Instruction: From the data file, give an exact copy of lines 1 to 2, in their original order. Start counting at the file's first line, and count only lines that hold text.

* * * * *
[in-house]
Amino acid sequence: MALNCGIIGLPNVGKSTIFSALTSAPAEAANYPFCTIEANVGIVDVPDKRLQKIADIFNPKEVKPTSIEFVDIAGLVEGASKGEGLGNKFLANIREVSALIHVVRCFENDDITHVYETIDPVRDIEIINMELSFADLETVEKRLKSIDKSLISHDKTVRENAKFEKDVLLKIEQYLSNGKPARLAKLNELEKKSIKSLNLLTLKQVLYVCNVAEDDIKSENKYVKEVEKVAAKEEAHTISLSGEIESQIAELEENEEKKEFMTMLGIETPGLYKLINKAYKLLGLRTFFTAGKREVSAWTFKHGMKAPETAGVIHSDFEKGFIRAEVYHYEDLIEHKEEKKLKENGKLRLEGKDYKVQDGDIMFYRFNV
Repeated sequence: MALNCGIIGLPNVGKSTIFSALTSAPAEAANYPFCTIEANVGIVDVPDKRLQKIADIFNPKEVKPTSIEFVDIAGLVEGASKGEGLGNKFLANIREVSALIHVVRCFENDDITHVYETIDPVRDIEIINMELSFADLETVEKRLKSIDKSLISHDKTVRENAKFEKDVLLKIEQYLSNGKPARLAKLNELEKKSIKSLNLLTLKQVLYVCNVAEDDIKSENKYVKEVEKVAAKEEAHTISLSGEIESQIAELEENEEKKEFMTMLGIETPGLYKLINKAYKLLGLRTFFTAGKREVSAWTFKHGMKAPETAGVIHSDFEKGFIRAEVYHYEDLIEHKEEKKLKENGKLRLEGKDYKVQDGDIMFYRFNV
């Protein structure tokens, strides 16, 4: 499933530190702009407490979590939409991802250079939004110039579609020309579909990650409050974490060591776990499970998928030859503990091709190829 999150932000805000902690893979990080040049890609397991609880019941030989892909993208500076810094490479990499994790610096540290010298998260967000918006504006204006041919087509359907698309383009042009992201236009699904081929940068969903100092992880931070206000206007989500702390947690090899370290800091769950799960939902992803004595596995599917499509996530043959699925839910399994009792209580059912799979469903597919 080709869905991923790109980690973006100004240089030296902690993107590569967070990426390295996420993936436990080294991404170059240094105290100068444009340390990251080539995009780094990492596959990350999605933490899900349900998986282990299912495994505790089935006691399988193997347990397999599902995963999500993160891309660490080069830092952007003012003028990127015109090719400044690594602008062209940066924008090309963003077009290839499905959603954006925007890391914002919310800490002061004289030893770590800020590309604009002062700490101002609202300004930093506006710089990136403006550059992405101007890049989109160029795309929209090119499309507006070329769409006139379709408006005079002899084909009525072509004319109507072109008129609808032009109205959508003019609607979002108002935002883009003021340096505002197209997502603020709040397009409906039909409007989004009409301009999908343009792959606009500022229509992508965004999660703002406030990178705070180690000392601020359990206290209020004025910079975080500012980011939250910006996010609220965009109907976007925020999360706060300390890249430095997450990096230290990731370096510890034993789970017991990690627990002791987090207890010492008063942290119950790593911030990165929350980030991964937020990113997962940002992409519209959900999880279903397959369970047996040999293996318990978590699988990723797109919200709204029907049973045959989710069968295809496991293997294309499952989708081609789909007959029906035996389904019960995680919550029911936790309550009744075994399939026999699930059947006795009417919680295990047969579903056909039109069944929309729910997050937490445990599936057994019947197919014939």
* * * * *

[in-house]
Amino acid sequence: MALNCGIIGLPNVGKSTIFSALTSAPAEAANYPFCTIEANVGIVDVPDKRLQKIADIFNPKEVKPTSIEFVDIAGLVEGASKGEGLGNKFLANIREVSALIHVVRCFENDDITHVYETIDPVRDIEIINMELSFADLETVEKRLKSIDKSLISHDKTVRENAKFEKDVLLKIEQYLSNGKPARLAKLNELEKKSIKSLNLLTLKQVLYVCNVAEDDIKSENKYVKEVEKVAAKEEAHTISLSGEIESQIAELEENEEKKEFMTMLGIETPGLYKLINKAYKLLGLRTFFTAGKREVSAWTFKHGMKAPETAGVIHSDFEKGFIRAEVYHYEDLIEHKEEKKLKENGKLRLEGKDYKVQDGDIMFYRFNV